Libraries at Castleton State College and the University of Vermont were among 1,300 across the country that recently destroyed an obscure document held in their collections after the federal government ordered them to do so.
Federal officials said the document, “Source Area Characteristics for Large Public Surface Water Supplies,” was a focus of national security concerns after the Sept. 11 terrorist attacks against the United States.
The U.S. Government Printing Office, which issues the document, has plans to release a similar document in the future.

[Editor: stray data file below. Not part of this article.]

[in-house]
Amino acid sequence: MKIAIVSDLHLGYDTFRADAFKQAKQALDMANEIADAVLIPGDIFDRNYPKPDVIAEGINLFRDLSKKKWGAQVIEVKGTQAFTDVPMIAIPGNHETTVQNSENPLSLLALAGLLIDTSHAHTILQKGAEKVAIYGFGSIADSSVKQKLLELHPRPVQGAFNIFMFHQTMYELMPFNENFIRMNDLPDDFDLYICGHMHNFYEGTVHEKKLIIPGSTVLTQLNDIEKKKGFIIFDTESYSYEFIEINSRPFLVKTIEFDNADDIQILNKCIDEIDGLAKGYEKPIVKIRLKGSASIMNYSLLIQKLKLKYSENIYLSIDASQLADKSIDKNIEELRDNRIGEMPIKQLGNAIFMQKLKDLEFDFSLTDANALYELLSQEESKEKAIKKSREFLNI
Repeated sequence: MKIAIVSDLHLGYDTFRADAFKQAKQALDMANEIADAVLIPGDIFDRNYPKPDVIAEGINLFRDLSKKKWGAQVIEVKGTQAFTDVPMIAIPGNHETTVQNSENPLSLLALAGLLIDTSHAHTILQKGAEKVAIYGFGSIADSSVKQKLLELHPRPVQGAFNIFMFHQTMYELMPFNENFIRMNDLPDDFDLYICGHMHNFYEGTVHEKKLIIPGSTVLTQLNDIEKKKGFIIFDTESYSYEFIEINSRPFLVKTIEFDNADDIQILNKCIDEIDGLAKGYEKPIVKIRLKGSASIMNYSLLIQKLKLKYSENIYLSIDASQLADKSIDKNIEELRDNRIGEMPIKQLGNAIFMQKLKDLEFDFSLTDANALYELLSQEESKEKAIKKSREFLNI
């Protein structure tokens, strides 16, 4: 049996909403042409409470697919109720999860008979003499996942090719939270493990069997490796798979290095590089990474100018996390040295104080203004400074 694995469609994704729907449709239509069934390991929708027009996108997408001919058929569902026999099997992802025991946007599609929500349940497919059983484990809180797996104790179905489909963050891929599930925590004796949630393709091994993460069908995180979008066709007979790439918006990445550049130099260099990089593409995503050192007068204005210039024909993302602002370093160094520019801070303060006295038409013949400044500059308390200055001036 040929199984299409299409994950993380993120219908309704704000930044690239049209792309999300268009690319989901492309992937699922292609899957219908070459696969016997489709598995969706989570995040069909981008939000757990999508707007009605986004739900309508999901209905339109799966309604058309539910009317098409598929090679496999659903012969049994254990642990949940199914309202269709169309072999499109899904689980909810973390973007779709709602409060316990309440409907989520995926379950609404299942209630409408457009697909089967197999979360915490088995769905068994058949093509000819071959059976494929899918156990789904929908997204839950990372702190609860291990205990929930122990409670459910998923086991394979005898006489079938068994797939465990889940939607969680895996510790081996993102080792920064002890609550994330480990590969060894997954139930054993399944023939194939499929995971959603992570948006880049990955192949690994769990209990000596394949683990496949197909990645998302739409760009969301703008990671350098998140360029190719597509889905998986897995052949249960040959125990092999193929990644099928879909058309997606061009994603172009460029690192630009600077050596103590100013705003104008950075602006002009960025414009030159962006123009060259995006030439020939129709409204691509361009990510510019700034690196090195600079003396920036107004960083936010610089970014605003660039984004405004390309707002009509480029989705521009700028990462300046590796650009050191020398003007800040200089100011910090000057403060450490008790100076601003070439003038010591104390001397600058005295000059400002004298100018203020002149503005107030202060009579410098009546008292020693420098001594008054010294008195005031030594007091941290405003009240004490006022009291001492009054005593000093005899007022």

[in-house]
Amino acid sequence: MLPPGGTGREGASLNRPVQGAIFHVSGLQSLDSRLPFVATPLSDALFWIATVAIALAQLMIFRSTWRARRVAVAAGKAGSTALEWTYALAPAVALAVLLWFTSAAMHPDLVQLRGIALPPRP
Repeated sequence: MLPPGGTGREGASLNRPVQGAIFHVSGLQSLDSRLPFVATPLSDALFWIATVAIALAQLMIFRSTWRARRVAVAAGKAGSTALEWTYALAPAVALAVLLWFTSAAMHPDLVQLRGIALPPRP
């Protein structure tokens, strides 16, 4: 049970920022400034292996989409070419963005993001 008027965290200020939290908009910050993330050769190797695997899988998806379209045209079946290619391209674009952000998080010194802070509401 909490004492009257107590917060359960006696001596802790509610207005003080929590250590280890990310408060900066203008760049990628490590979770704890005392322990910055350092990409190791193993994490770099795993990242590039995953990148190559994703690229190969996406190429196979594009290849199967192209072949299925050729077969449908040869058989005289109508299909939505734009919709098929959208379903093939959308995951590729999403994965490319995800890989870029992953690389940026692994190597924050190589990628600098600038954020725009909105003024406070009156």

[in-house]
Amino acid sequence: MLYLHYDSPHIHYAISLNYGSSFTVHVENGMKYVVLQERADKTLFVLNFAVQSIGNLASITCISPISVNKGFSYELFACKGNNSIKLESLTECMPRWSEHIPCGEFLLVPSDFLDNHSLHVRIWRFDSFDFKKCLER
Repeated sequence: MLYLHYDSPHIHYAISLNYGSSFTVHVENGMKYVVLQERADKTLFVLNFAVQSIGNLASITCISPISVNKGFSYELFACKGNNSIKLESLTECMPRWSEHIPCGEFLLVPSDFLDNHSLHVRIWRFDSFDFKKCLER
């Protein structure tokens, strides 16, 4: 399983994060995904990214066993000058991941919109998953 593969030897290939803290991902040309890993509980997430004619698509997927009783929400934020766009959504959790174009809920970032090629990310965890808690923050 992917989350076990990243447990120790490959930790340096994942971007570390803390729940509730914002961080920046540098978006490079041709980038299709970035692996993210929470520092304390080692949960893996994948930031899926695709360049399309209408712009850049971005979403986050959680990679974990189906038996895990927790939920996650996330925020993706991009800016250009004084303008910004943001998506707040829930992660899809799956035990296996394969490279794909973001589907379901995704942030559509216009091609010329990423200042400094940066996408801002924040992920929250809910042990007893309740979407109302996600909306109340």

Castleton library director Ruth Parlin called the document destruction “unusual” and “almost unprecedented.”
Francis J. Buckley Jr., superintendent of documents for the federal printing office, requested the destruction of the document in a letter sent last fall to 1,300 libraries across the nation that serve as federal depositories.
“Hopefully in the future we will be able to reissue the report, or issue a modified version that will still be helpful to those who would like to protect our water resources,” Buckley wrote.
In Vermont, only the Castleton and University of Vermont libraries had a copy of the document, which was available on CD-ROM.
“We had someone fold it and it shattered,” Nancy Luzer of Castleton’s library said. Luzer, who is in charge of government documents there, said the CD-ROM had been on file since 1999.